SEARCH

SEARCH BY CITATION

Keywords:

  • COPD ;
  • diagnosis ;
  • epidemiology ;
  • FEV1/FVC ;
  • LLN ;
  • lower limit of normal ;
  • spirometry

Abstract

Introduction

The reduction in the ratio between forced expiratory volume in 1 s (FEV1) and forced vital capacity (FVC) is used for the diagnosis of chronic obstructive pulmonary disease (COPD). The choice between a simple fixed cut-off ratio (FEV1/FVC <0.70) and the use of lower limit of normal (LLN) is eagerly discussed. The aim of this paper was to examine the impact of these two diagnostic measures on the prevalence of COPD using data from the fourth examination of The Copenhagen City Heart Study (CCHS4).

Materials and Methodology

A total of 6237 subjects participated in CCHS4 from 2001 to 2003. Asymptomatic, healthy never-smokers of all ages with adequate information from questionnaires and spirometry were used to calculate LLN.

Results

LLN was declining with increasing age and height. If LLN was used as the correct diagnostic criterion, under- and over-diagnosis among men were 0.4% and 7.0%, respectively, and for women 2.0% and 1.4%, respectively, when using the fixed ratio. Over-diagnosis among men was reduced from 7.0% to 3.0% by changing the fixed cut-off ratio to FEV1/FVC <0.65 for subjects older than 65 years. Among women, however, this adjustment led to an increase in under-diagnosis from 2.0% to 5.7%. Most participants with FEV1/FVC <0.70 but >LLN had well-preserved FEV1.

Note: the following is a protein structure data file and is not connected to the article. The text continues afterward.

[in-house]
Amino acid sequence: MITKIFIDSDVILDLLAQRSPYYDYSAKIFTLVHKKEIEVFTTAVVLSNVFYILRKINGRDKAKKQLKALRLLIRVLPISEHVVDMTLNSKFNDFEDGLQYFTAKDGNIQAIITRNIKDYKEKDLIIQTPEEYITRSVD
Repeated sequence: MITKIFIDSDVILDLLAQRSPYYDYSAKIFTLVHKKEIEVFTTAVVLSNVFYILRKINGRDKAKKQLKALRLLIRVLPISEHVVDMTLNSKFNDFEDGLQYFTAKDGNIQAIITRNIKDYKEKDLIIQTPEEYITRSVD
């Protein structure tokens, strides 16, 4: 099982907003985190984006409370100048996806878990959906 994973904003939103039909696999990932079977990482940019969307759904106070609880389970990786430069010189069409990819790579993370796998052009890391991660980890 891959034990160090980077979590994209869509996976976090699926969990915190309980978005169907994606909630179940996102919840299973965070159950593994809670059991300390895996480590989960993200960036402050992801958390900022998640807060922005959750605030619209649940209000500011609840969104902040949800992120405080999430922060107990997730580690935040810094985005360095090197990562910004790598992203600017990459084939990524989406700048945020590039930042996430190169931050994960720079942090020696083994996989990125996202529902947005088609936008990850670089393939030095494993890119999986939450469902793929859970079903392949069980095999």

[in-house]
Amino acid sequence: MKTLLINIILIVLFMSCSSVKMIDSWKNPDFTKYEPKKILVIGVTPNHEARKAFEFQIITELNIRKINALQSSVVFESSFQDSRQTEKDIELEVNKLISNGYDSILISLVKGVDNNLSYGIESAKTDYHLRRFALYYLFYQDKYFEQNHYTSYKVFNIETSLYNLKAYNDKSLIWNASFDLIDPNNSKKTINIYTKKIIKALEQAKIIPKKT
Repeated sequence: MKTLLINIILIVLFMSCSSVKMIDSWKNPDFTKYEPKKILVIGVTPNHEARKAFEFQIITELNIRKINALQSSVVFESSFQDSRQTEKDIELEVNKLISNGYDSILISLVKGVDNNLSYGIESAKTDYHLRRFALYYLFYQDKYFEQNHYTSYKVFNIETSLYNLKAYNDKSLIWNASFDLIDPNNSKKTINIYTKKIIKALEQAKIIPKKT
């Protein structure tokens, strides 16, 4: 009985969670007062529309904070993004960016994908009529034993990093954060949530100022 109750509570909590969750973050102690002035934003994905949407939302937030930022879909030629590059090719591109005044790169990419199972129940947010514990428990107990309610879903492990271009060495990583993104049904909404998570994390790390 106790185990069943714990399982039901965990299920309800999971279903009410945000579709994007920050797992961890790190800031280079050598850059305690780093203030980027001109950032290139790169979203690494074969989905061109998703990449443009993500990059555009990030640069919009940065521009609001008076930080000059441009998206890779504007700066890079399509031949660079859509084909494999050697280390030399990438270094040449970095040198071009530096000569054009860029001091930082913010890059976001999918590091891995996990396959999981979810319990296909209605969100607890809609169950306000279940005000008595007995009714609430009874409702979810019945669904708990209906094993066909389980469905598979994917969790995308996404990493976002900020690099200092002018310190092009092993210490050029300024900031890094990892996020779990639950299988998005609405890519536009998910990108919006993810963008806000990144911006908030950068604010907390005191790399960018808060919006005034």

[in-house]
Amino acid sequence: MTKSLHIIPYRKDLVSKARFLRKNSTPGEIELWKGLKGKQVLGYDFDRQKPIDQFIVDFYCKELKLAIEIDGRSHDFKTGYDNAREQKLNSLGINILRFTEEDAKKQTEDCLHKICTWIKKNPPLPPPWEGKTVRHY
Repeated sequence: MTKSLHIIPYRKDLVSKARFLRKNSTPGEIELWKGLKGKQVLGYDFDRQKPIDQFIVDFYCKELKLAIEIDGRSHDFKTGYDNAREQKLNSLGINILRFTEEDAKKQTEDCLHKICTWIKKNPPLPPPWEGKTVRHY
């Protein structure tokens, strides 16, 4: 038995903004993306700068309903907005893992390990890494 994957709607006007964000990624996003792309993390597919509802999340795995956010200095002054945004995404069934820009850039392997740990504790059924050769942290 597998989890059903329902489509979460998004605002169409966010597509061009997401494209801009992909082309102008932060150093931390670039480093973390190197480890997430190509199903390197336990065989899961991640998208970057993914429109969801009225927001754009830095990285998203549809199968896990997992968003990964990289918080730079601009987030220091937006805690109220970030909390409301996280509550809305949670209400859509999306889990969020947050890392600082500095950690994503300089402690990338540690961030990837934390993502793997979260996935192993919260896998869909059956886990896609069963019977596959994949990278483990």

Conclusion

Using the fixed ratio for diagnosing COPD in an epidemiological setting results in a higher prevalence than if the LLN is used. Time seems ripe for studying if the same is seen when diagnosing COPD in the clinical setting.